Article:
Many businesses prefer an informal approach to utilizing freelance or contract employees, but too casual an attitude can bring potential problems down the road. Any type of oral agreement between a business and independent contractor risks misunderstandings and misinterpretations regarding (a) the type of work needed to be done; (b) the amount of compensation involved; and (c) what happens if conflict occurs between the two parties.
Just as importantly, the IRS and the DOL look unkindly on businesses that purposely misclassify employees as independent contractors in an effort to skirt payroll taxes and compliance with minimum wage and overtime laws. That's why businesses should consider whether to develop a written contract specifying that the worker will not be treated as an employee for federal tax purposes and that Form 1099 MISCs will be filed for independent contractors.
What should be included in an independent contractor agreement? Here are some elements you should consider including:
Scope of Work
It's important to clearly define the scope of work a contractor is performing, perhaps chiefly to distinguish these services from responsibilities your employees are paid to undertake.
Legal and Tax Obligations
Since a contractor is responsible for his or her own business, you're not accountable for legal or tax obligations affiliated with their profession. While perhaps an obvious point, this should nonetheless be clearly delineated in the contractor agreement.
Your employees are paid on a regular payday, perhaps on a weekly, bi-weekly or semi-monthly basis. Contractors, however, generally invoice the company for their services or agree upon a project-based fee. Payment arrangements should also be clearly laid out in the agreement.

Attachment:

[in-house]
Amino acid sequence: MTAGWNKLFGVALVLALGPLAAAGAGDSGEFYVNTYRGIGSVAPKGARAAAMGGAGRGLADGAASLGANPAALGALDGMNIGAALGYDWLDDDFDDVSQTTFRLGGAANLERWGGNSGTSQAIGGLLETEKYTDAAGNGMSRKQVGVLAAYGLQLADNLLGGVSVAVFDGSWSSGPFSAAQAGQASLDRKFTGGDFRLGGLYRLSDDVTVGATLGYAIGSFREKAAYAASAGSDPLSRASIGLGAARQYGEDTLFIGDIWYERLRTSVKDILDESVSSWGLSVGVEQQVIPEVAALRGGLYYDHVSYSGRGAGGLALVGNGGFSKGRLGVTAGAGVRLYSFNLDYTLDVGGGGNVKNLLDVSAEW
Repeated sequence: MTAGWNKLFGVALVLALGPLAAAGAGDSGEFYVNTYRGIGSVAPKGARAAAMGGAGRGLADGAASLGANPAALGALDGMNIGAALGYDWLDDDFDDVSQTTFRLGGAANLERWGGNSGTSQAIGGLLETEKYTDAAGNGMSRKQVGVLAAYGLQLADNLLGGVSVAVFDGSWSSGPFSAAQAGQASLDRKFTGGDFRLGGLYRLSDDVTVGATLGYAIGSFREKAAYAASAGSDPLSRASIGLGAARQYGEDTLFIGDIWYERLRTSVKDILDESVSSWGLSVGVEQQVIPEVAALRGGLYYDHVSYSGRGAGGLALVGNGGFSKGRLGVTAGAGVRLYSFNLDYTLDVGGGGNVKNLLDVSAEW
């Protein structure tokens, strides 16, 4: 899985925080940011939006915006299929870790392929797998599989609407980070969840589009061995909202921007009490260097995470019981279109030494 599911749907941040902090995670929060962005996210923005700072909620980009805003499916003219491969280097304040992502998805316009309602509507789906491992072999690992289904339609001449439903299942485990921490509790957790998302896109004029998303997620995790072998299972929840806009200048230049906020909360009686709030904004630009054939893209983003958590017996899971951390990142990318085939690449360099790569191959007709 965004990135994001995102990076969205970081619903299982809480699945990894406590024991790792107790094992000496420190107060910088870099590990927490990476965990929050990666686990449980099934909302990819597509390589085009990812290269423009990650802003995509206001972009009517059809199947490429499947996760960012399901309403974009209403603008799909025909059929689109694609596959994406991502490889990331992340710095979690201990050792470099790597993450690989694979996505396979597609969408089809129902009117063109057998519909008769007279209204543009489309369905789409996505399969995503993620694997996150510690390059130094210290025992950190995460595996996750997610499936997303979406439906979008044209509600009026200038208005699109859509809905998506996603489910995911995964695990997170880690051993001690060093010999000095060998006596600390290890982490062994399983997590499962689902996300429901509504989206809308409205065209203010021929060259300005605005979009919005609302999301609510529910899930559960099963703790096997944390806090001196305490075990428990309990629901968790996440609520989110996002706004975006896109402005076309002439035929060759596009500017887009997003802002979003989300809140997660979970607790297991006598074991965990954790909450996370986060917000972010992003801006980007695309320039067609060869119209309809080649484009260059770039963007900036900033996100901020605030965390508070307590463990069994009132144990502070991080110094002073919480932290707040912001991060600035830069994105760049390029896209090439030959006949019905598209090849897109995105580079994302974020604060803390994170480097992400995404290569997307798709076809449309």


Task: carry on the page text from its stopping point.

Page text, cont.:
Clarify that all expenses are the responsibility of the independent contractor. While this is a standard practice for a correctly classified independent contractor, putting it in writing is recommended.
Again, it's usually understood that contractors are not eligible for employee benefits including but not limited to workers’ compensation insurance, unemployment insurance benefits, health insurance, disability insurance, and vacation. It's best, however, not to assume this is addressed as part of an "unspoken" agreement. Put it in writing.
If you're hiring a contractor to undertake a specific project or job, don't simply wait for him or her to deliver the final product or service when they feel like it. Be specific about the type of work being done, as well as planned delivery schedules or deadlines. Do you want the relationship to begin and end on a certain date? Include all of these factors in the agreement.
Sometimes an independent contractor must have access to a company's intellectual property or other sensitive proprietary information. Consider having the contractor sign a confidentiality agreement which covers the non-disclosure of trade secrets.
When a business and independent contractor embark on projects based only on verbal agreements, there's a risk that a dispute may end up in court. So you should first be sure you have correctly classified the worker as an independent contractor. Then, before the independent contractor provides services to your company, consider creating a written document outlining each party's responsibilities and obligations. Consider having all independent contractor agreements, as well as other contracts or agreements you may ask independent contractors to sign, reviewed by legal counsel. It can be a safer and more professional approach to getting things done.